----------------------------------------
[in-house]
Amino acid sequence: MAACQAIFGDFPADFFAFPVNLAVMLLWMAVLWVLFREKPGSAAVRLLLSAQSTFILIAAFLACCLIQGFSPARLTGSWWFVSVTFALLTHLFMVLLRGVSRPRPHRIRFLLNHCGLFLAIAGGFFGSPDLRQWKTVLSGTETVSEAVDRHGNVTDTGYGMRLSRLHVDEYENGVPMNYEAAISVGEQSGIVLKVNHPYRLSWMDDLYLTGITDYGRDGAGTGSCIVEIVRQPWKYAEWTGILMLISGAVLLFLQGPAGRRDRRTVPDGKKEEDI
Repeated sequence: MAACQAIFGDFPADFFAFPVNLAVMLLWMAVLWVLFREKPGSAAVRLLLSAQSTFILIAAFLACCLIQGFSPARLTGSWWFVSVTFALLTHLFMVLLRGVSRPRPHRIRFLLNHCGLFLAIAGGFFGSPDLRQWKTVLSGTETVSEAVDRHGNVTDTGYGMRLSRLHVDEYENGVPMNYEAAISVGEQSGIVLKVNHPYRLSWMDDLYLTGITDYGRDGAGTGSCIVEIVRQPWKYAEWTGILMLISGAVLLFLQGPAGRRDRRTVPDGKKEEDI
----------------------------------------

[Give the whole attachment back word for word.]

[in-house]
Amino acid sequence: MAACQAIFGDFPADFFAFPVNLAVMLLWMAVLWVLFREKPGSAAVRLLLSAQSTFILIAAFLACCLIQGFSPARLTGSWWFVSVTFALLTHLFMVLLRGVSRPRPHRIRFLLNHCGLFLAIAGGFFGSPDLRQWKTVLSGTETVSEAVDRHGNVTDTGYGMRLSRLHVDEYENGVPMNYEAAISVGEQSGIVLKVNHPYRLSWMDDLYLTGITDYGRDGAGTGSCIVEIVRQPWKYAEWTGILMLISGAVLLFLQGPAGRRDRRTVPDGKKEEDI
Repeated sequence: MAACQAIFGDFPADFFAFPVNLAVMLLWMAVLWVLFREKPGSAAVRLLLSAQSTFILIAAFLACCLIQGFSPARLTGSWWFVSVTFALLTHLFMVLLRGVSRPRPHRIRFLLNHCGLFLAIAGGFFGSPDLRQWKTVLSGTETVSEAVDRHGNVTDTGYGMRLSRLHVDEYENGVPMNYEAAISVGEQSGIVLKVNHPYRLSWMDDLYLTGITDYGRDGAGTGSCIVEIVRQPWKYAEWTGILMLISGAVLLFLQGPAGRRDRRTVPDGKKEEDI